Mini-Mental State Examination

(redirected from Folstein test)

Mini-Mental State Examination (MMSE),

widely used written assessment instrument that measures and evaluates cognitive function and mental impairment. Often given serially to gauge the effect of time on patients' condition.

Mini-Mental State Examination (MMSE)

a brief psychological test designed to differentiate among dementia, psychosis, and affective disorders. It may include ability to count backward by 7s from 100, to identify common objects such as a pencil and a watch, to write a sentence, to spell simple words backward, and to demonstrate orientation by identifying the day, month, and year, as well as town and country.

Mi·ni-Men·tal State Ex·am·i·na·tion

(MMSE) (min'ē men'tăl stāt' eg-zam'i-nā'shŭn)
Widely used written assessment instrument that measures and evaluates cognitive function and mental impairment. Often given serially to gauge the effect of time on patients' condition.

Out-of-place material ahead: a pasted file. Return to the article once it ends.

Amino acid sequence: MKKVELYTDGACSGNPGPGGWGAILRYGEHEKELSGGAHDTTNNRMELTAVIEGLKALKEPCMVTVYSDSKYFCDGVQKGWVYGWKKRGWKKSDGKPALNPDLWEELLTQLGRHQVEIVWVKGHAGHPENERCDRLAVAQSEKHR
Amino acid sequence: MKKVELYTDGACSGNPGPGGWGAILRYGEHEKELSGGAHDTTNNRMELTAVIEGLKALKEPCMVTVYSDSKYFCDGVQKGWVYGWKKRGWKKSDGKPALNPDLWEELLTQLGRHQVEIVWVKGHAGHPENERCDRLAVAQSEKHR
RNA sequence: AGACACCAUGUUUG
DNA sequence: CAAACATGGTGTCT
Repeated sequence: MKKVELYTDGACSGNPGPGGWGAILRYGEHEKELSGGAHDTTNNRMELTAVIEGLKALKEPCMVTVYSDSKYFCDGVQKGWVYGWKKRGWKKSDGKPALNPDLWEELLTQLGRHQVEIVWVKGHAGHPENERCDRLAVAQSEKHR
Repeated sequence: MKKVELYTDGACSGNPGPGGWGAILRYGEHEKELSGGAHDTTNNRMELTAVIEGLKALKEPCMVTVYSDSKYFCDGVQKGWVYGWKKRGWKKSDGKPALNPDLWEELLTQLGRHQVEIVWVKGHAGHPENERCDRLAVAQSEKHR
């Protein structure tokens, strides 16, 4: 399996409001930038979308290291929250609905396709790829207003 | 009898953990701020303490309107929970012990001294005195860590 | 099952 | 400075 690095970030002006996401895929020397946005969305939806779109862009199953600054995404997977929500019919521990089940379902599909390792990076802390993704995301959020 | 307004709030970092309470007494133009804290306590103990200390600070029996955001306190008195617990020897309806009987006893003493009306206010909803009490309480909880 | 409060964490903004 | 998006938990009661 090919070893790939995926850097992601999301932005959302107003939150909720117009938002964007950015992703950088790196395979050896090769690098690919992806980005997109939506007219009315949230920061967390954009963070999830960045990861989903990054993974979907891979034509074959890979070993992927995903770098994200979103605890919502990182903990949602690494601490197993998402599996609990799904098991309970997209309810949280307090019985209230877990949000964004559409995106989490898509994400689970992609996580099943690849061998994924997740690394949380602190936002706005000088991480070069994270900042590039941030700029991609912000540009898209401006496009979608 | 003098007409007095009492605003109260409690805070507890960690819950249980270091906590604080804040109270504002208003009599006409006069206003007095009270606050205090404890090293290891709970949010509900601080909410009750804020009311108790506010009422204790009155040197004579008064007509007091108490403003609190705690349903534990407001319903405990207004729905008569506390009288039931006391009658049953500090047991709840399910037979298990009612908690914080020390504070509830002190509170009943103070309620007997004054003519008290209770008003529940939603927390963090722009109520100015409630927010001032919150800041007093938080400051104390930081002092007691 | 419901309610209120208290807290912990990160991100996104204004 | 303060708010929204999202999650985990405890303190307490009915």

Mini-Mental State Examination

Abbreviation: MMSE
A common test to quantify a person's cognitive ability. It assesses orientation, registration, attention, calculation, and language. Scoring is from 0 to 30, with 30 indicating intact cognition.
See also: examination
References in periodicals archive ?
The Mini Mental Status Examination or Folstein Test is an 11-item test used to measure current cognitive functioning and determine the presence of cognitive impairment in older adults in hospitals, institutions, or community dwellings (Folstein, Folstein, & McHugh, 1975; Kurlowicz & Wallace, 1999).
The acupuncture patients scored better on two tests related to memory and dementia - Folstein test, a 30-point questionnaire used to measure mental impairment, and picture recognition.
Seventy-five subjects who had scored above 8 on the Blessed test, below 24 on the Folstein test, or who had demonstrated impaired judgment or greater than mild short-term memory impairment on the Neurobehavioral Congitive Status test were excluded from the analysis.